- The Washington Times
Sunday, June 12, 2011



So there’s this movie. In it is a guy (a white suit he has on). He’s handsome, smart as a whip, debonnaire, a real class act. He’s got all the right friends, hundreds, thousands even, and they adore his every move.

Oh, and he’s rich. Filthy stinking rich. A self-made millionaire.

But he wants more, needs more. First he runs a newspaper, then a whole string of newspapers. He’s telling everyone what to think about - everything. But it’s still not enough. So he decides to run for office. Not just any office, president of the United States.

So why? Why does he do it? His friend, Jedediah Leland, sums it up in this one perfect passage, just why Charles Foster Kane has to run for the presidency.

“For love,” he says, laughing. “That’s why he did everything. That’s why he went into politics. It seems we weren’t enough. He wanted all the voters to love him, too.”

Which brings us to Rep. Anthony Weiner, circa 2011. And a sad story that is, too. But sad in the same sense as “Citizen Kane“; you know he’s going to go down in flames, and he really is a rather despicable guy, but still, it’s all a bit too much, to fall that hard for - want of love?

Over these last few weeks, we’ve all gotten to know way more than we wanted to about an obscure but mouthy congressman from Brooklyn. Yes, we know, he wanted to be a weatherman (God, and that sad Twitter profile picture of Mr. Weiner as a geeky kid). We’ve all heard that he’s buds with Ben Affleck and Jon Stewart and that Bill Clinton personally married the son of Mort and Fran Weiner to Hillary’s ‘personal’ aide, Huma Abedin.

Here is, it can easily be argued, a successful man, who worked his way up from SUNY-Plattsburgh to become a congressman - and recently, a powerful voice in the Democratic Party - loud, brash, fearless. He’s married to an attractive woman, nine years his junior, who’s pregnant with their first child. A man, you could say, just hitting his full stride.

And yet we’ve all had to peer into the dark soul of Anthony Weiner. In that black place is some unquenchable desire for more - more attention, more intensity, and yes, more love. He needed the modern equivalent of more friends - all those followers on Twitter. The more we see, the more the slight, pale nerdy kid from Queens looks like the buff, handsome stud Tiger Woods.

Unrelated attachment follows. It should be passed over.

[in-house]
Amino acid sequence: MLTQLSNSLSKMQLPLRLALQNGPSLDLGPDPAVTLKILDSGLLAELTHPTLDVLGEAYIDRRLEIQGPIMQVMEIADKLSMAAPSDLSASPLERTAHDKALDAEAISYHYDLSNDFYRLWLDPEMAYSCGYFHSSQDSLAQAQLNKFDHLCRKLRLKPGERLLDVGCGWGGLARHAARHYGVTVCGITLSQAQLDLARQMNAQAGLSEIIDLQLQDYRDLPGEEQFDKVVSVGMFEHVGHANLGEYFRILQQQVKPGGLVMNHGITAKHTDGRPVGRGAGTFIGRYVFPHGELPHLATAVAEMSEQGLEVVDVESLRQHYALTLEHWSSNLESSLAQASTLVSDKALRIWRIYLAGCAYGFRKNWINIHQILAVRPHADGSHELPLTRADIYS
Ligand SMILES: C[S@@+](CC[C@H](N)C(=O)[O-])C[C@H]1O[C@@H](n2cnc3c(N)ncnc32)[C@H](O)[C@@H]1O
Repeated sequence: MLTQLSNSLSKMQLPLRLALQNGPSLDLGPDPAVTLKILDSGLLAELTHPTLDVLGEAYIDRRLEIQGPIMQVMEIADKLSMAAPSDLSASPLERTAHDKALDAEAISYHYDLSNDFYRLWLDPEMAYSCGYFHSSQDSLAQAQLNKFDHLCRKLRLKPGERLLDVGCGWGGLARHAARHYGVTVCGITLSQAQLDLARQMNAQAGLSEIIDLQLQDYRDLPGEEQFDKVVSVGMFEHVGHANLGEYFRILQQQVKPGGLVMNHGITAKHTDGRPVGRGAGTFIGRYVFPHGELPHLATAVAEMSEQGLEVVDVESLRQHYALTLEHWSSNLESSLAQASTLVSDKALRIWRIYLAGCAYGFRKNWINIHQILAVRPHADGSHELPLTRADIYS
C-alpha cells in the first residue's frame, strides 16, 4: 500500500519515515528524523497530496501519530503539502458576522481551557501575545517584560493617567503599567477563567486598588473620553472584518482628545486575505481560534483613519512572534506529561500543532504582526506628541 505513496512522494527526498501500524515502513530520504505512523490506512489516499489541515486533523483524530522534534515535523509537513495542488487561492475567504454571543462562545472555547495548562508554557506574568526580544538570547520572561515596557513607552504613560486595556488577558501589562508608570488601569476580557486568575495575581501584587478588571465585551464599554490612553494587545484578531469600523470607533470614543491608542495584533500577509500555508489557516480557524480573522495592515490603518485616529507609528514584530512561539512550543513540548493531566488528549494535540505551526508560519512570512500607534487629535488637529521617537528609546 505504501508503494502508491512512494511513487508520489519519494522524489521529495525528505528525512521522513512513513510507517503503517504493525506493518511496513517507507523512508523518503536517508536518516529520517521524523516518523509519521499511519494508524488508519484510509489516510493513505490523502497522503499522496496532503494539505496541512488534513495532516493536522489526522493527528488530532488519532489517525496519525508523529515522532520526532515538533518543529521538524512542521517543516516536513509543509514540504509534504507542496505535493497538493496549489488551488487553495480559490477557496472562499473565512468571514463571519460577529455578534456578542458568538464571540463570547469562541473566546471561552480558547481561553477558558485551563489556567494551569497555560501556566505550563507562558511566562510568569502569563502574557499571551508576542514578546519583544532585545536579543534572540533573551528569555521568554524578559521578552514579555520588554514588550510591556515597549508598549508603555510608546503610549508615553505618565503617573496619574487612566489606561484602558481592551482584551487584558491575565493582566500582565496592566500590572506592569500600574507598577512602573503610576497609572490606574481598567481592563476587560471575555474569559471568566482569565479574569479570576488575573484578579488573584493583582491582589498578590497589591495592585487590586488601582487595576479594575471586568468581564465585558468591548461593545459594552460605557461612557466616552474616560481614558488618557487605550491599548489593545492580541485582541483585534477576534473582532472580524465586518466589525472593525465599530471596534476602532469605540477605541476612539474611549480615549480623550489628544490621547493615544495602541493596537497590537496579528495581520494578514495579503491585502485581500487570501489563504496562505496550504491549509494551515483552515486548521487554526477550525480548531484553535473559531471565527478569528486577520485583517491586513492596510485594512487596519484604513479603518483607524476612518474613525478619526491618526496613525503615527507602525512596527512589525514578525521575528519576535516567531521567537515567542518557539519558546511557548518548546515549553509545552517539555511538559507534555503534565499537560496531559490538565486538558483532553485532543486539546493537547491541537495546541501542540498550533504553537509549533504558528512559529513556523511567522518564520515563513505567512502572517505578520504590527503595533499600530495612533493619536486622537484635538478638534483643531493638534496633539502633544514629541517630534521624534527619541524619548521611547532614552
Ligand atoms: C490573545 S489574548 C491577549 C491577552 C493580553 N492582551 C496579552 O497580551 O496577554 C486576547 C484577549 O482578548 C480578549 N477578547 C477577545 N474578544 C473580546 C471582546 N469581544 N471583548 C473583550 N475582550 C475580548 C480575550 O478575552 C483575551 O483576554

Like Tiger, Mr. Weiner is a man-child. He had somehow gotten very far along on the road of life without knowing the first thing about what it means to be a man. Yes, manhood is a hard gig and the older you get, the less it is all about you. By 46, you’ve got so many things to juggle you can’t possible have time to tweet, to Facebook, or, if we’re being blunt, to send “junk” mail. Lotta stuff going on. Messaging 17-year-olds? Please. No time. Too much to do.

And it just doesn’t end. On Sunday, the salacious website TMZ posted another batch of a narcissistic Mr. Weiner posing in a towel, out of a towel, you name it.

In the old days, men like that were said to have a “zipper problem.” They weren’t “sick,” they weren’t “addicts,” they were just pathetic fools who had no self-control. But today, they’re victims of a terrible “illness,” no match for their wants and desires. Like Mr. Woods, Mr. Weiner is now off to sex rehab, where they will presumably show him how to zip up his pants (or maybe just how to put on a pair).

Mr. Weiner’s lost nearly all support on the Hill (except for Rep. Charles B. Rangel, who helpfully said that at least his colleague “wasn’t going out with little boys”). And he’s got the unfortunate support of Alec Baldwin, who, writing on the Huffington Post, played it all off as Mr. Weiner simply being “a modern man.”

“He needs something to take the edge off. … Appointment sex with your spouse doesn’t always arrive when you need it most,” Mr. Baldwin said.

But those are the words of a man-boy (and boy, Mr. Baldwin should know). Men - by 46 - should know who they are. Men know what love is, even love themselves (it has to happen at some point), and they become secure in their lives, their selves.

But watching a man find out he is no more than a boy is, anyone would admit, sad. And all for the want of love. That makes it even sadder.

Joseph Curl covered the White House and politics for a decade for The Washington Times. He can be reached at jcurl@washingtontimes.com.

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